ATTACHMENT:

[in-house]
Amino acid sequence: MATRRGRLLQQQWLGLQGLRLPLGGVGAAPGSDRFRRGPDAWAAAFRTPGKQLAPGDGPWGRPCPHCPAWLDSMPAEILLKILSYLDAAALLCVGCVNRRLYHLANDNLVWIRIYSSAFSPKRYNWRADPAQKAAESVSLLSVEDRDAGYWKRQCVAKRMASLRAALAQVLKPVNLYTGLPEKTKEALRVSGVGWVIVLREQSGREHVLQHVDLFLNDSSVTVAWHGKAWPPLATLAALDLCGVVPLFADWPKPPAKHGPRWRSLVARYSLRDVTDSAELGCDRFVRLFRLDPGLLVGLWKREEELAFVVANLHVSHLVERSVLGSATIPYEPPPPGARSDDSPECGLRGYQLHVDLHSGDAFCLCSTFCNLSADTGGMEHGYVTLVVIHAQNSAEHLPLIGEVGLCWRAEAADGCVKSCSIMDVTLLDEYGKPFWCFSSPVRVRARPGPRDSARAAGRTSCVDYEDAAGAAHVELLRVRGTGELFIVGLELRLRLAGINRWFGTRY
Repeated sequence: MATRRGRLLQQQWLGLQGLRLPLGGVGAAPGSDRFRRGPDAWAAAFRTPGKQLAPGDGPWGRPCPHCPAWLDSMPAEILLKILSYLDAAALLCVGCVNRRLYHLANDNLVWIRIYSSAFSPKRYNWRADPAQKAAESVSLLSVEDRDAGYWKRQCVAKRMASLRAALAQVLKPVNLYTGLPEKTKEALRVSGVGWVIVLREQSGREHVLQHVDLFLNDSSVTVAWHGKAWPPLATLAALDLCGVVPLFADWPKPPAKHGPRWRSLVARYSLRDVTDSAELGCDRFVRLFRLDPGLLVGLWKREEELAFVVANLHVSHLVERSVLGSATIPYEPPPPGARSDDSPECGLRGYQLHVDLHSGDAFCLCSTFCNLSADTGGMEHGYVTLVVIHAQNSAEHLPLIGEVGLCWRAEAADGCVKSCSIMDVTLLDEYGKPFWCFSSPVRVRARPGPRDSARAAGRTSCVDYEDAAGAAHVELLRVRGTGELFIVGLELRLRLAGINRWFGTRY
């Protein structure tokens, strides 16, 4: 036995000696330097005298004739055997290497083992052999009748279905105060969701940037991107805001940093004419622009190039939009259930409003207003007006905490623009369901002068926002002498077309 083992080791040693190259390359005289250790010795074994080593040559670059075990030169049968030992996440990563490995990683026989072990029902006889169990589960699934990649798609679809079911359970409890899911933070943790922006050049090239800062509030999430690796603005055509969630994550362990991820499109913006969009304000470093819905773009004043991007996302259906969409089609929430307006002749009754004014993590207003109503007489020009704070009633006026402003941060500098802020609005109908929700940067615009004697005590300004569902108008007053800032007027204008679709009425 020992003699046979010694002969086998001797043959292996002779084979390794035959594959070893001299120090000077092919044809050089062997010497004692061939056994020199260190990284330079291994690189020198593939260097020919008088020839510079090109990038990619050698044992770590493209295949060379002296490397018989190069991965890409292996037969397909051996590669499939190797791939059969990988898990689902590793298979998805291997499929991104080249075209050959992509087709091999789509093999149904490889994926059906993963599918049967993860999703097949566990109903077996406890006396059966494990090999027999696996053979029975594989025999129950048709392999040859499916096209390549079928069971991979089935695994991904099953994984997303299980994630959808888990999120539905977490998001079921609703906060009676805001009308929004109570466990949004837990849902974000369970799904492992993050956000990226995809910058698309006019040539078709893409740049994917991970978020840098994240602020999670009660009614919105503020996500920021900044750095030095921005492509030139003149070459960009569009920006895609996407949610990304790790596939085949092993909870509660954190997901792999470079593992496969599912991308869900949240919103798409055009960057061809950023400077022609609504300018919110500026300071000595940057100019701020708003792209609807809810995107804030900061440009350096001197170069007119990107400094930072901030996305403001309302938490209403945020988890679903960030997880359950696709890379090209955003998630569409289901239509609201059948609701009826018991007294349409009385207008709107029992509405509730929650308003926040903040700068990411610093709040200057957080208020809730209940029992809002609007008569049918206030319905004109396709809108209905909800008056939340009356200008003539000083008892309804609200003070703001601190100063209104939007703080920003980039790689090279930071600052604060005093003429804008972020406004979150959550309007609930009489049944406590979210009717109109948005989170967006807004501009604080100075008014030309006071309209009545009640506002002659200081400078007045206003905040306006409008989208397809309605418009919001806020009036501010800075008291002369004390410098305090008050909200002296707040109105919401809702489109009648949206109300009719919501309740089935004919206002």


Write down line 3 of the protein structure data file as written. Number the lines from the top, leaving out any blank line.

Repeated sequence: MATRRGRLLQQQWLGLQGLRLPLGGVGAAPGSDRFRRGPDAWAAAFRTPGKQLAPGDGPWGRPCPHCPAWLDSMPAEILLKILSYLDAAALLCVGCVNRRLYHLANDNLVWIRIYSSAFSPKRYNWRADPAQKAAESVSLLSVEDRDAGYWKRQCVAKRMASLRAALAQVLKPVNLYTGLPEKTKEALRVSGVGWVIVLREQSGREHVLQHVDLFLNDSSVTVAWHGKAWPPLATLAALDLCGVVPLFADWPKPPAKHGPRWRSLVARYSLRDVTDSAELGCDRFVRLFRLDPGLLVGLWKREEELAFVVANLHVSHLVERSVLGSATIPYEPPPPGARSDDSPECGLRGYQLHVDLHSGDAFCLCSTFCNLSADTGGMEHGYVTLVVIHAQNSAEHLPLIGEVGLCWRAEAADGCVKSCSIMDVTLLDEYGKPFWCFSSPVRVRARPGPRDSARAAGRTSCVDYEDAAGAAHVELLRVRGTGELFIVGLELRLRLAGINRWFGTRY